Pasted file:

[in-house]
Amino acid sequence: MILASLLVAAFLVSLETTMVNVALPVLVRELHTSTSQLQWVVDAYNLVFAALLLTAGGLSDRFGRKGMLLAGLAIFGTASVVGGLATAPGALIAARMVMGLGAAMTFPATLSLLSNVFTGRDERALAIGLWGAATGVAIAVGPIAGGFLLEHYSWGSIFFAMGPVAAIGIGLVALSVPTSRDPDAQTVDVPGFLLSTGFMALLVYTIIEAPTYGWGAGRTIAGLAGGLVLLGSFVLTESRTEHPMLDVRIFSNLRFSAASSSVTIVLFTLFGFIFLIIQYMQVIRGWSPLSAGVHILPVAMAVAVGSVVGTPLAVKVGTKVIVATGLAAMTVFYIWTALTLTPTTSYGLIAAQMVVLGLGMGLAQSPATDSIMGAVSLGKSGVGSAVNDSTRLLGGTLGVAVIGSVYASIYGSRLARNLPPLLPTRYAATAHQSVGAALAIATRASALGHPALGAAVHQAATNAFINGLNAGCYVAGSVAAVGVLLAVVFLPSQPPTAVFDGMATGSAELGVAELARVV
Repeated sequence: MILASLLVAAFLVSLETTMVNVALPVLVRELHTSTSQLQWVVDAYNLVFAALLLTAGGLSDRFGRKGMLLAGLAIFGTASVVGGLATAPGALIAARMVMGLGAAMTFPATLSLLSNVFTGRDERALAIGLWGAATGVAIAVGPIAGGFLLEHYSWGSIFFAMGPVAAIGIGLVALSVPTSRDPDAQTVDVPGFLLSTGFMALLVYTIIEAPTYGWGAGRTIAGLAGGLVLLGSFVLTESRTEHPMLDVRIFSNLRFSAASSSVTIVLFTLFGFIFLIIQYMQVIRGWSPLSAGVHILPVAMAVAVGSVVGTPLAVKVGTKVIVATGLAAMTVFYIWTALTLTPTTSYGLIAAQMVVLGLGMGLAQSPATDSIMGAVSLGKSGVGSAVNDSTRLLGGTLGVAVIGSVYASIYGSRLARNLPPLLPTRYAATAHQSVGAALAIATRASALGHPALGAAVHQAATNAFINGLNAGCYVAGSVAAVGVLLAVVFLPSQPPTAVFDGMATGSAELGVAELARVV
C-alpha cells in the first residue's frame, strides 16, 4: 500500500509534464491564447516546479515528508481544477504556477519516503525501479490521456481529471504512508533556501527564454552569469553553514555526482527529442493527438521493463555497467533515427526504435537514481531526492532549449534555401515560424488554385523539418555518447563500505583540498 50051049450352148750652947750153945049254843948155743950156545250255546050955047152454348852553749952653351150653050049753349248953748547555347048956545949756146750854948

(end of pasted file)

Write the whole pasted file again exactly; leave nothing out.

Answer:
[in-house]
Amino acid sequence: MILASLLVAAFLVSLETTMVNVALPVLVRELHTSTSQLQWVVDAYNLVFAALLLTAGGLSDRFGRKGMLLAGLAIFGTASVVGGLATAPGALIAARMVMGLGAAMTFPATLSLLSNVFTGRDERALAIGLWGAATGVAIAVGPIAGGFLLEHYSWGSIFFAMGPVAAIGIGLVALSVPTSRDPDAQTVDVPGFLLSTGFMALLVYTIIEAPTYGWGAGRTIAGLAGGLVLLGSFVLTESRTEHPMLDVRIFSNLRFSAASSSVTIVLFTLFGFIFLIIQYMQVIRGWSPLSAGVHILPVAMAVAVGSVVGTPLAVKVGTKVIVATGLAAMTVFYIWTALTLTPTTSYGLIAAQMVVLGLGMGLAQSPATDSIMGAVSLGKSGVGSAVNDSTRLLGGTLGVAVIGSVYASIYGSRLARNLPPLLPTRYAATAHQSVGAALAIATRASALGHPALGAAVHQAATNAFINGLNAGCYVAGSVAAVGVLLAVVFLPSQPPTAVFDGMATGSAELGVAELARVV
Repeated sequence: MILASLLVAAFLVSLETTMVNVALPVLVRELHTSTSQLQWVVDAYNLVFAALLLTAGGLSDRFGRKGMLLAGLAIFGTASVVGGLATAPGALIAARMVMGLGAAMTFPATLSLLSNVFTGRDERALAIGLWGAATGVAIAVGPIAGGFLLEHYSWGSIFFAMGPVAAIGIGLVALSVPTSRDPDAQTVDVPGFLLSTGFMALLVYTIIEAPTYGWGAGRTIAGLAGGLVLLGSFVLTESRTEHPMLDVRIFSNLRFSAASSSVTIVLFTLFGFIFLIIQYMQVIRGWSPLSAGVHILPVAMAVAVGSVVGTPLAVKVGTKVIVATGLAAMTVFYIWTALTLTPTTSYGLIAAQMVVLGLGMGLAQSPATDSIMGAVSLGKSGVGSAVNDSTRLLGGTLGVAVIGSVYASIYGSRLARNLPPLLPTRYAATAHQSVGAALAIATRASALGHPALGAAVHQAATNAFINGLNAGCYVAGSVAAVGVLLAVVFLPSQPPTAVFDGMATGSAELGVAELARVV
C-alpha cells in the first residue's frame, strides 16, 4: 500500500509534464491564447516546479515528508481544477504556477519516503525501479490521456481529471504512508533556501527564454552569469553553514555526482527529442493527438521493463555497467533515427526504435537514481531526492532549449534555401515560424488554385523539418555518447563500505583540498 50051049450352148750652947750153945049254843948155743950156545250255546050955047152454348852553749952653351150653050049753349248953748547555347048956545949756146750854948